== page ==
In case the casting of Robert Redford as a member of the SHIELD council wasn’t enough of a wink at the camera, this is not your average superhero movie, in fact it spends most of its time paying homage to 70’s paranoia thrillers (hence Redford). The movie takes a different approach to its heroes and has some very interesting things to say on the subject of what heroes actually mean in the modern world. There are the usual comic book twists and the movie does descend into your more standard big budget, superhero movie affair in its third act, and the end result is a blockbuster with a brain and a message (and puts ABC’s Agents of SHIELD to shame by creating interesting, relatable and likeable SHIELD agents within minutes, something the TV show has yet to manage in the months it has been on air) .


The explosions and fight scenes are still here of course and are gloriously well executed, and the titular adversary is sparsely used before the third act, only showing up to make his presence known. In fact the Winter Soldier feels like one of the most dangerous and powerful adversaries that’s come about in the Marvel Universe. The movie as a whole is very well directed, and I tip my hat to whoever at Marvel decided to hire the Russo brothers for the job. Of all the unusual directors Marvel have hired for their Phase 2 movies this was the strangest, the Russo’s being best known for the work on sitcoms such as Community and Happy Endings, but it has paid dividends.

The performances here are mostly top notch. The returning Chris Evans and Samuel L. Jackson are both their usual excellent selves, and newcomer Anthony Mackie gives a very solid performance as Cap’s new sidekick. Scarlett Johansson is given the most screen time she’s recieved in a Marvel movie to date and she definitely makes the most of it, serving up yet another memorable performance, making me want to shout louder for her to get her own Black Widow movie (there’s definitely enough hints in The Winter Soldier to suggest it’s a strong possibility). Cobie Smulders, making a return to her character from The Avengers, gives her best performance yet, and Robert Redford gives a performance you’d expect from Robert Redford, which is no bad thing. There’s even a very welcome and extremely touching cameo from Hayley Atwell, reprising her role as a much older Peggy Carter. It’s also definitely worth staying for the Joss Whedon created post-credits stinger (both of them), which makes some intruguing ties into the upcoming Avengers sequel.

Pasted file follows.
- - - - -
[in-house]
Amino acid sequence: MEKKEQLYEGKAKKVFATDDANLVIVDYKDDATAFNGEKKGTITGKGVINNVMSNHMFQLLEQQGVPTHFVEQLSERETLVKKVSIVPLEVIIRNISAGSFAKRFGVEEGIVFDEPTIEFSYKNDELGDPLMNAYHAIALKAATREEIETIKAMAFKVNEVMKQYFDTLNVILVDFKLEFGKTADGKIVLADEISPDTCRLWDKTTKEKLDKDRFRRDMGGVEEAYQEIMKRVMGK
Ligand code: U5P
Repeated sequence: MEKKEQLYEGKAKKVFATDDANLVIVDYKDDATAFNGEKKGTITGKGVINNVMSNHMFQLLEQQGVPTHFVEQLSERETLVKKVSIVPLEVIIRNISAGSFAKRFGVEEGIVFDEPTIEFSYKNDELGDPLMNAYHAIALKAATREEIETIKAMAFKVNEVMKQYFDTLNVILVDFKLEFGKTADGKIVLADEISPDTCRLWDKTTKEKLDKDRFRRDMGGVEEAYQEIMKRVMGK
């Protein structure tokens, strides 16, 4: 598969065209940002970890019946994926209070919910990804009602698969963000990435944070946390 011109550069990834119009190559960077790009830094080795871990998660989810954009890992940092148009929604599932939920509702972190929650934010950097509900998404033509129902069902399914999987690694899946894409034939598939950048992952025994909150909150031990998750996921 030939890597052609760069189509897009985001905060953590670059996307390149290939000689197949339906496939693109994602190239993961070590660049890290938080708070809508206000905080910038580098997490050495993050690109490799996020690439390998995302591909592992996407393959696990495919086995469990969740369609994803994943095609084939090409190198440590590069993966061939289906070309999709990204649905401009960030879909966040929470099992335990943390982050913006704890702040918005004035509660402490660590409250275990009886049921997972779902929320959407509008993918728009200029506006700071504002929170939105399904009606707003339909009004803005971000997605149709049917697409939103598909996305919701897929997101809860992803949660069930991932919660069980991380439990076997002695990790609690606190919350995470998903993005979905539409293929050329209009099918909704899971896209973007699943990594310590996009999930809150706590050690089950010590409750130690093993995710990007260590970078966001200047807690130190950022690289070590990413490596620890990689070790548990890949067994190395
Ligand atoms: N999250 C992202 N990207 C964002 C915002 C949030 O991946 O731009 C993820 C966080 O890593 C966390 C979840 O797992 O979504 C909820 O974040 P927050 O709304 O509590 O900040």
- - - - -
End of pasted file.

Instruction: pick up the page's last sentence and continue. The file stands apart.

Captain America: The Winter Soldier is not a movie content with simply being a placeholder between Avengers movies, and forms an excellent study of both its characters and the world they occupy. It’s a tense and extremely enjoyable thriller and although it’s a little disappointing when it falls back on, admittedly spectacular, yet standard comic book action in its final act, it’s an excellent movie throughout. It also just might be the best movie Marvel Studios has made since founding the Marvel Cinematic Universe.